I, _________, do solemnly swear that I will support and defend the Constitution of the United States against all enemies, foreign and domestic, that I will bear true faith and allegiance to the same; that I take this obligation freely, without any mental reservation or purpose of evasion; and that I will well and faithfully discharge these duties; So help me God.
A bill introduced into the AZ state legislature by Representative Bob Thorpe would require all students graduating from public schools in AZ to swear an oath of loyalty to the Constitution. I have several problems with this bill. First and foremost not all high school students believe in God. There are atheists and they would have to swear on God. Also there are individuals of different faiths that may have problems with this such as Muslims, Jehova Witnesses or Quakers that may take issue with a loyalty oath (Phoenix Business Journal). Being forced to swear on God is the biggest issue and most likely one to bring a legal challenge if HB2467 is made law.
But there are other issues. For one AZ ranked 44th in the nation for education according to Quality Counts report by Education Week. Yet legislators are spending time worrying about oaths for graduating seniors. Maybe they should spend a bit more time worry about getting kids to the point of graduating. Or maybe they should ensure students are prepared when they leave high school. I know being a product of AZ public schools that I was not prepared for college after graduating high school.
Next is the issue of forcing students to take an oath of loyalty at all. AZ state Representative Thorpe said “”Constitutional oaths are common for elected officials and government employees, including the governor, the Legislature and members of our law enforcement and our military,”
(The Arizona Republic). Well high school is not elected office, military or law enforcement. All of those positions are voluntary choices on the part of the individual whereas high school is not. Furthermore, each of those positions depend heavily on the constitution. Law enforcement, military and the governor enforce the Constitution and laws being part of the executive branch. The legislature writes the laws which must conform to the constitution. Graduating high school students do not do this. Thorpe is relying on a false equivocation.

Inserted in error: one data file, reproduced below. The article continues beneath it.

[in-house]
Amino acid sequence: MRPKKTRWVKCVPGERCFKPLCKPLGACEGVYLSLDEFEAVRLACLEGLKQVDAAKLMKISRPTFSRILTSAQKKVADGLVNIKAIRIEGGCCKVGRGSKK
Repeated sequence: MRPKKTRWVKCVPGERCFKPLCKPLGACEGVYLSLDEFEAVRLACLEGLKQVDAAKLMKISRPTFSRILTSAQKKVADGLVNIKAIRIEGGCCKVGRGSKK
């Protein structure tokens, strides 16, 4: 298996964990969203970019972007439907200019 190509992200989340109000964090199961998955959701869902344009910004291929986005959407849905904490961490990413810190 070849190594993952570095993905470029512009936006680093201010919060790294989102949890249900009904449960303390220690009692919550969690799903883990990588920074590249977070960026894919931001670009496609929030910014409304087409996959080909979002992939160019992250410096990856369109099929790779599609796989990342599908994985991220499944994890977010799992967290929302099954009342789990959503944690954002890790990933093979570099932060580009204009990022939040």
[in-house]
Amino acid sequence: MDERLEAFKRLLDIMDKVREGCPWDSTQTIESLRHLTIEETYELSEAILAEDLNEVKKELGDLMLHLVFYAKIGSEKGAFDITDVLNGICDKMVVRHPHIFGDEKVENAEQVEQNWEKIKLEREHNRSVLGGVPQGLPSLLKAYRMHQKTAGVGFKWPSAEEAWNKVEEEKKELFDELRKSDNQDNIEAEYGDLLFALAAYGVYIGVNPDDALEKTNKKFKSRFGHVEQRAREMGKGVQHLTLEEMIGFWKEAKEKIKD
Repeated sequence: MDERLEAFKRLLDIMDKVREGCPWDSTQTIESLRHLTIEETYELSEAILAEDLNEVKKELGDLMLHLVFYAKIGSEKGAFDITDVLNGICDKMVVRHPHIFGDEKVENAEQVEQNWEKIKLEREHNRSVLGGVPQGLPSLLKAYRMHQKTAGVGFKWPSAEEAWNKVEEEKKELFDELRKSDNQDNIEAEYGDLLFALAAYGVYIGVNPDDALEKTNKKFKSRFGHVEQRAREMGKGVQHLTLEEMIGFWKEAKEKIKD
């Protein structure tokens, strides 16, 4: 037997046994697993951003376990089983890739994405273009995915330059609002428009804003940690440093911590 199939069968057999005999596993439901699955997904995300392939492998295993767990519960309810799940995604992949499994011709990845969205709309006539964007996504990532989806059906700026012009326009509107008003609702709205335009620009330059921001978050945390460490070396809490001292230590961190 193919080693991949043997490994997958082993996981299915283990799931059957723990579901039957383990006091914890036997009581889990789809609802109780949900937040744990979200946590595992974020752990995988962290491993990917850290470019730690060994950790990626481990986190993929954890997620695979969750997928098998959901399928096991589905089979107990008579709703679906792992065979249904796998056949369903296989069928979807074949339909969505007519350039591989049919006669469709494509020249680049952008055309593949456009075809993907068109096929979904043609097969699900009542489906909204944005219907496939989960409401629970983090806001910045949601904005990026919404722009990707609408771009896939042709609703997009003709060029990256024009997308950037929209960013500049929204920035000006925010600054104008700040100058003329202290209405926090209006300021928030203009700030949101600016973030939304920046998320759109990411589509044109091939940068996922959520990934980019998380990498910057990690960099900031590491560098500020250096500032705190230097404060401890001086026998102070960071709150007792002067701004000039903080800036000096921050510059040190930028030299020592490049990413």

Beyond that the bill would face legal challenges if it became law.
“Both bills are clearly unconstitutional, ironically enough,” said American Civil Liberties Union of Arizona Public Policy Director Anjali Abraham. “You can’t require students to attend school … and then require them to either pledge allegiance to the flag or swear this loyalty oath in order to graduate. It’s a violation of the First Amendment.”
That means if HB2467 became law the state would be wasting money in legal battles over oaths rather than investing that money into education. What is the point in that? Why waste tax payer money writing a bill, discussing the bill and potentially passing it only to face legal challenges once it is passed? What could it gain for AZ?
“It is my hope that if Arizona students are given the opportunity to also take a simple, Constitutional oath, that this will inspire them to learn more about our Constitutional form of government and the rich history of our nation and founding.”
Well I guess that is what it is supposed to accomplish. That seems a bit bass ackwards. He hopes that an oath taken on graduation day will ‘inspire’ kids to learn more about the Constitution and history. Huh? I thought you were supposed to learn that in school not after you graduate. If he wants that then maybe he should be focused on history and government curriculum not an oath of loyalty. You know maybe actually teach that stuff instead of just trying to inspire student to learn it on their own.
Overall this proposed bill is pointless, unconstitutional and a waste of tax payer dollars to even write.